The more positive one was that a divine power had intervened to save the two people who would have sat in those seats, as well as the rest of the people on the plane.  "God is great!" posted a devout Reddit user.  "How can anyone doubt His existence after something like this?"

Well, the sticking point is all the times circumstances conspire to produce a more gruesome outcome.  It's all very well to see God's hand in saving the two presumed passengers, and to utter platitudes like "God must have a plan for them!"  The problem starts when you apply it the other way.  In for a penny, in for a pound, you know?  If Great-Aunt Petunia falls down the stairs and breaks her neck, do you then say, "I guess God was done with her"?

Sometimes things end happily, but often they don't.  If you think there's a Grand Plan, you'd better be ready to explain both.  (Unless you fall back on "God works in mysterious ways," which is an unassailable position but explains exactly nothing.)

Also circulating, though, is a less pleasant option for the reason behind the aircraft accident, and that's the one taken by the conspiracy theorists.  I've already seen a variety of twists on this, but the most common is that Alaska Airlines was running a test of its emergency protocols and deliberately staged the rupture, but at least was kind enough to make sure the two seats next to the hole would be unoccupied at the time.  Besides being wildly unlikely -- airplanes are expensive, and there are lots of ways to test emergency protocols without blowing a hole in the side of one in midair -- there's the dubious logic of the airline company saving two people while simultaneously risking the lives of the other 177 people on board.

But as usual, the conspiracy theorists are convinced they've figured it out.  Better a horrifying reason, apparently, than no reason at all.

Whether you buy the first or second scenario, though, the urge to find an explanation for the happy outcome of the accident (beyond the proximal causes, such as the skill of the pilot and copilot in landing the damaged plane) is leading people onto some very thin philosophical ice.  I'm reminded of the brilliant and devastating novel The Bridge of San Luis Rey by Thornton Wilder, which I read when I was in eleventh grade.  I don't exaggerate when I say I never saw the world the same way afterward.  In the book, devout and innocent Brother Juniper, a monk in seventeenth-century Peru, is devastated when five members of the village where he lives were killed in the collapse of a bridge over a canyon.  Believing that God always has a reason for everything, for "the fall of every sparrow," he sets out to study the life histories of each of the victims, to see if he can determine why those five and no others were killed.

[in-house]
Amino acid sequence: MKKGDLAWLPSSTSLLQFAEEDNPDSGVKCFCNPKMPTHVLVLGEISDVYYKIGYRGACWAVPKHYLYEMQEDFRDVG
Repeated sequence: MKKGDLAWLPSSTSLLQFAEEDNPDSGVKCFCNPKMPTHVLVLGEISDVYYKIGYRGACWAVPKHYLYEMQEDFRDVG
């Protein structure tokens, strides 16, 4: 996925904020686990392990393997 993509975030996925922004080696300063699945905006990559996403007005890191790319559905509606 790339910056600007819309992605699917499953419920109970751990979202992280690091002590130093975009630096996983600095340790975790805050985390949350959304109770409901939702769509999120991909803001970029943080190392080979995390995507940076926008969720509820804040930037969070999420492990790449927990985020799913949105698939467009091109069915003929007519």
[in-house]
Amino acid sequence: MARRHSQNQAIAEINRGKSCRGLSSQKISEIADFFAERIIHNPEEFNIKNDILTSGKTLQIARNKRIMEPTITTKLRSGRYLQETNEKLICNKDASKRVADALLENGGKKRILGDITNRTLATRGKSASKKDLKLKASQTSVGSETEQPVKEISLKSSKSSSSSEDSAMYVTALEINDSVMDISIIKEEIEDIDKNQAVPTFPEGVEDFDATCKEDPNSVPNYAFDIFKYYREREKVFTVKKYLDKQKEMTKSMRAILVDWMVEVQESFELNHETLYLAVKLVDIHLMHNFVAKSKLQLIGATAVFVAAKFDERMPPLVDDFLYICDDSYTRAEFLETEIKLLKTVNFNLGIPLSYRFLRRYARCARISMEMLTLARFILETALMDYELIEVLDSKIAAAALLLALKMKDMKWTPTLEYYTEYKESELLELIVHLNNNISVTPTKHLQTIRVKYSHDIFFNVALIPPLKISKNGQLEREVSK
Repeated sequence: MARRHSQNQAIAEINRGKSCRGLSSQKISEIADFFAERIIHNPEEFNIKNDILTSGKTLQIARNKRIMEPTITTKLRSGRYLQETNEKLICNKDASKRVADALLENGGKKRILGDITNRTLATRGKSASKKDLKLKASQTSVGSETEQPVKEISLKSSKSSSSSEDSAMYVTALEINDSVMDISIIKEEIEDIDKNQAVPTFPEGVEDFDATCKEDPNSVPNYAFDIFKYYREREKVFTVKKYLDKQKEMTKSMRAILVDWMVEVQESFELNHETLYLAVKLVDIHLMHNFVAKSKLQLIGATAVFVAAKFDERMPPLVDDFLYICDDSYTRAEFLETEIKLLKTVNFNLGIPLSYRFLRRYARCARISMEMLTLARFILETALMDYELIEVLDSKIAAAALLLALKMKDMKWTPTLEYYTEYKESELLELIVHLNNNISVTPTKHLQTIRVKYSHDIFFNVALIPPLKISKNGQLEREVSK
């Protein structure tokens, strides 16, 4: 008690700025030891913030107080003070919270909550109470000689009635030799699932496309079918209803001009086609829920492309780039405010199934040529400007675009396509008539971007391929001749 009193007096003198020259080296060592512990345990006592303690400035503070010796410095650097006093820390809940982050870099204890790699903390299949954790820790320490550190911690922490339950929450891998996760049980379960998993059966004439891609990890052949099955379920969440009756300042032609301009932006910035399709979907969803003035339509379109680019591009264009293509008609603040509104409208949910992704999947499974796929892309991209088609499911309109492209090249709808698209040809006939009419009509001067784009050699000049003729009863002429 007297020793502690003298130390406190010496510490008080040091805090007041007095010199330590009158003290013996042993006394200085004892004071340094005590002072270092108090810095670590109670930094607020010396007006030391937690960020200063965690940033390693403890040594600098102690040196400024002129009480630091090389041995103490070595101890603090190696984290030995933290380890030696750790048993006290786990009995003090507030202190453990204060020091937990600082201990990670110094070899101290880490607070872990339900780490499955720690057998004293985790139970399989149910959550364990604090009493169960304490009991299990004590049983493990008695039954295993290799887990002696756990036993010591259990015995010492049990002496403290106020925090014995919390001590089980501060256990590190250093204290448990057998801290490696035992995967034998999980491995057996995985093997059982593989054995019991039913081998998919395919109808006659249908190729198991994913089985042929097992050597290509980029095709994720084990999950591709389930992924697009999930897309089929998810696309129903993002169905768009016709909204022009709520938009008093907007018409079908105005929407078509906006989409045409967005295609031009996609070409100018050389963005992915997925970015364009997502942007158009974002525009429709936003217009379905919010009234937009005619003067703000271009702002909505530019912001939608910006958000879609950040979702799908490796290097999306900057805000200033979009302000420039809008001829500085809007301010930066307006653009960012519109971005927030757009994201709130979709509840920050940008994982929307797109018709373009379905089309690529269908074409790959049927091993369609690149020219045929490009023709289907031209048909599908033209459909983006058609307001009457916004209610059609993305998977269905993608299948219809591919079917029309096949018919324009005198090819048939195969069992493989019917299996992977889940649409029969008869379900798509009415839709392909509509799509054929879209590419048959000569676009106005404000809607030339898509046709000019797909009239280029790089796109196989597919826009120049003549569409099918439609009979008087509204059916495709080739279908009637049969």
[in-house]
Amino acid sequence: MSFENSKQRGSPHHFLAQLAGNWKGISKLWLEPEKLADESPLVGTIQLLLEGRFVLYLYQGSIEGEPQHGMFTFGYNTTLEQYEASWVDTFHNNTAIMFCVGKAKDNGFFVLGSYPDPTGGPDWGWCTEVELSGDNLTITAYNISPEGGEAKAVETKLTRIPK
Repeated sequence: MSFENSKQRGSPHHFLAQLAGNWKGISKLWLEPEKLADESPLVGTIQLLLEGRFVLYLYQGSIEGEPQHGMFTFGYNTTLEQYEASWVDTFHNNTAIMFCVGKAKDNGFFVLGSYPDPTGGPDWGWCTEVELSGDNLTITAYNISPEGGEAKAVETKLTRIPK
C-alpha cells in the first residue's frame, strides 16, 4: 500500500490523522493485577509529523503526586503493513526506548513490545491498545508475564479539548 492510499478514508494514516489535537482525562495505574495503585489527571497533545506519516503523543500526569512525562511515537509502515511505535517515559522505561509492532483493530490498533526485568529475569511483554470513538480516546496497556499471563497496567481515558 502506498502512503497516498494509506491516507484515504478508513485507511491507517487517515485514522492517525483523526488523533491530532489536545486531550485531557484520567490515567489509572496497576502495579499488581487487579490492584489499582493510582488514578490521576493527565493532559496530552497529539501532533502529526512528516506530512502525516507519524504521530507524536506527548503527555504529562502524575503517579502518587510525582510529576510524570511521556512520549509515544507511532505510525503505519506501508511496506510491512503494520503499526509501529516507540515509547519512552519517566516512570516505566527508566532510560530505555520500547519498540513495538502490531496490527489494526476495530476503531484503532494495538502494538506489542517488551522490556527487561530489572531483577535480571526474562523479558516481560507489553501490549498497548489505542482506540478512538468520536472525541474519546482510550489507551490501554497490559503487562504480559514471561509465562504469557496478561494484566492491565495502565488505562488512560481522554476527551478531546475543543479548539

In the end, he reaches a deeply troubling conclusion; either the mind of God is so subtle that a human could never parse it, or else there was no reason.  Things simply happen because they happen; there are no patterns and no ultimate causes.  It's a heretical position, and at the end of the book Brother Juniper is burned at the stake by the Inquisition along with all of his writings.

So perhaps there is a reason that the two seats on Flight 1282 were unoccupied, beyond simple happenstance.  If so, it's beyond me to see what that might be, given how many times things go wrong and people do die.  Scary as it is, I think it's much more likely that the universe is simply a chaotic place where -- to quote the wonderful song "The Monkey's Paw" by Laurie Anderson -- "it's the roll of the dice, a shot in the dark, the big wheel, the big ride."


1 comment:

  1. What really really happened is that Alaska Air deliberately didn't fly the seats next to that closed-up third door.